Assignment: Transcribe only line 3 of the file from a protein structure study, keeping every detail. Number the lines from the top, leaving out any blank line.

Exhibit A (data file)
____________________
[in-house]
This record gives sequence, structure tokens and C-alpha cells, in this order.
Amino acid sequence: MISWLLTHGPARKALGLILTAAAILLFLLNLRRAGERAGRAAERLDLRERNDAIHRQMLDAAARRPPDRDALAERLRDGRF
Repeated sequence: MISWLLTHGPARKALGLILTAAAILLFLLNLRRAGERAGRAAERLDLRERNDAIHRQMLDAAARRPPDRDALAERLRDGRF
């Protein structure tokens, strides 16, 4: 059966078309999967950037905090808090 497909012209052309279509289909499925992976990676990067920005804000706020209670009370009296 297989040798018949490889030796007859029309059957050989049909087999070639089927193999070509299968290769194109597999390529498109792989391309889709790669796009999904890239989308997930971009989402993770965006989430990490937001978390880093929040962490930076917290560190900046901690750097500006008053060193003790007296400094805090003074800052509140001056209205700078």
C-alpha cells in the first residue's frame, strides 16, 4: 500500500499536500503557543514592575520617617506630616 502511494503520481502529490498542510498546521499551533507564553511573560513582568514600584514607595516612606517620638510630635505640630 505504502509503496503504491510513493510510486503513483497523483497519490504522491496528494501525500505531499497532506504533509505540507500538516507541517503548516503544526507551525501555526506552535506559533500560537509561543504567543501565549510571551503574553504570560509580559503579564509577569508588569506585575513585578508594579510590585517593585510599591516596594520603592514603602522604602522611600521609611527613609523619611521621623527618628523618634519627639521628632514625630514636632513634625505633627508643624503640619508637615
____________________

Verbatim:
Amino acid sequence: MISWLLTHGPARKALGLILTAAAILLFLLNLRRAGERAGRAAERLDLRERNDAIHRQMLDAAARRPPDRDALAERLRDGRF